The new role of women in business

In the Community
When the first issue of Wasatch Woman Magazine showed up on her doorstep, the founding editor was elated.

"I was so excited, it was like Christmas. I thought, ‘It will take off like crazy.’" Starting a business is always an undertaking, but is starting a business as a woman harder? 

Barbara Vineyard is the founding editor for Wasatch Woman Magazine and has experienced the excitement and worries of owning her own company. 

Many businesswomen feel that they are undervalued or not respected-the US Census Bureau shows that women on average make 77 cents to the dollar of their male counterpart’s.
This has not stopped women from trying to be essential players in the business world.

The Small Business Association (SBA) conducted a demographic review of women in business in 2006. They found that, "Women constituted nearly 47 percent of the labor force in 2004."

According to the SBA, women are also more likely to continue with the responsibilities of a household when in a dual-income relationship. 

Laurie Ann Thomas of the Small Business Development Center (SBDC) at UVSC said, "Barriers have broken down; women do not have the same problems with respect that they once did." The SBDC supports many women who are starting businesses. There efforts must be working, Thomas said, because there are so many women that want to begin a company. 

According to Thomas, nearly 60 percent of women coming to the SBDC want to begin a home-based business while the other 40 percent want to begin a large company. Statistically speaking, women are finding great success in owning their own business-according to the SBA, between the years 1997 and 2002 there was an increase of 19.8 percent of women-owned firms.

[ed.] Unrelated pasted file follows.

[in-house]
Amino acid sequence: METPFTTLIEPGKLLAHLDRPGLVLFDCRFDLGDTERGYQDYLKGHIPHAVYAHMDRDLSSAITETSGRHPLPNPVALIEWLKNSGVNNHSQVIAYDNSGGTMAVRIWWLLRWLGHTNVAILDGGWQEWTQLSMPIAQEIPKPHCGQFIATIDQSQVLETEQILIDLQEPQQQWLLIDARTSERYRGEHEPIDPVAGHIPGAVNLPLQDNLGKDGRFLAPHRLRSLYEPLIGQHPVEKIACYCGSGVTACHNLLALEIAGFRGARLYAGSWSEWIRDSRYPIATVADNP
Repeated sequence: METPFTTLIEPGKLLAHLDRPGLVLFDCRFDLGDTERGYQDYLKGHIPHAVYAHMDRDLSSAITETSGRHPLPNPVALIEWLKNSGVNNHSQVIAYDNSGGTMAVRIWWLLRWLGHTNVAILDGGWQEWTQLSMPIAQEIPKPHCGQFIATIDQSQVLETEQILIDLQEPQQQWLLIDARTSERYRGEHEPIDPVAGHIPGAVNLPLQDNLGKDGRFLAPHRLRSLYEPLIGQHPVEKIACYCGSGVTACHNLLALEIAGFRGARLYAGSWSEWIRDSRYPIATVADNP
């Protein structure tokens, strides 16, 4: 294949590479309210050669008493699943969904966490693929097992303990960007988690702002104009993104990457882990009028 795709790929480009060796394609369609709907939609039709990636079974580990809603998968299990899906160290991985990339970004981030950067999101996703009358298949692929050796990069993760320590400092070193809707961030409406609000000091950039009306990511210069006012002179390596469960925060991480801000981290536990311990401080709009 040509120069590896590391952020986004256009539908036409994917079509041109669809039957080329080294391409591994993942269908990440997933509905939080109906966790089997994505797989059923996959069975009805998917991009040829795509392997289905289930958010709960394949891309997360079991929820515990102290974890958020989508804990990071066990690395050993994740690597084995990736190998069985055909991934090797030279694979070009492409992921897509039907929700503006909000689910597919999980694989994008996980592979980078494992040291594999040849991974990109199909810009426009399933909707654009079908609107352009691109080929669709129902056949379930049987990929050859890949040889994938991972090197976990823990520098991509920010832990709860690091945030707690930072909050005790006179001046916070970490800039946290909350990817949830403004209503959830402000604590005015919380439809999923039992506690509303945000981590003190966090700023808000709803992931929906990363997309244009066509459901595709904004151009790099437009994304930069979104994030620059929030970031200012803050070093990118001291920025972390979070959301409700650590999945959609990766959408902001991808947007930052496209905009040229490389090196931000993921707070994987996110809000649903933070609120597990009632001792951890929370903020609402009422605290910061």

Some women feel respected in the business world while others do not. The difference Dr. Warren Farrell said might lie within them. How one dresses, acts and presents their self changes how others will perceive them. Farrell, author of Why Men Earn More: The Startling Truth Behind the Pay Gap — and What Women Can Do About It said that women often work less hours and choose jobs that are psychologically fulfilling but do not pay as well. Because of this trend, he said that proving discrimination from a statistic is like using the horizon to prove that the world is flat. 
Ferral also explained that if one looked at the so-called, high-powered women who hold jobs comparable to male counterparts, women often have higher pay. "Feel powerful and happy that you have control over your own life," Dr. Farrell said in an interview for the New York Times. "It’s better than feeling like an angry victim of discrimination."

Wasatch Woman Magazine is now 2 years old. Vineyard has seen it transform from those beginning months. Success for Vineyard is to "become a location that women, whatever they are involved in, can connect to all groups. It has a ripple effect to many if not all in the state. I would like to be able to give back more then we are taking." There are still hard days owning the magazine. Vineyard advised any woman that wants to start her own business, "Women can be successful but they have to be willing to put in the time and effort. You have to decide ‘This is what I want,’ and jump in."

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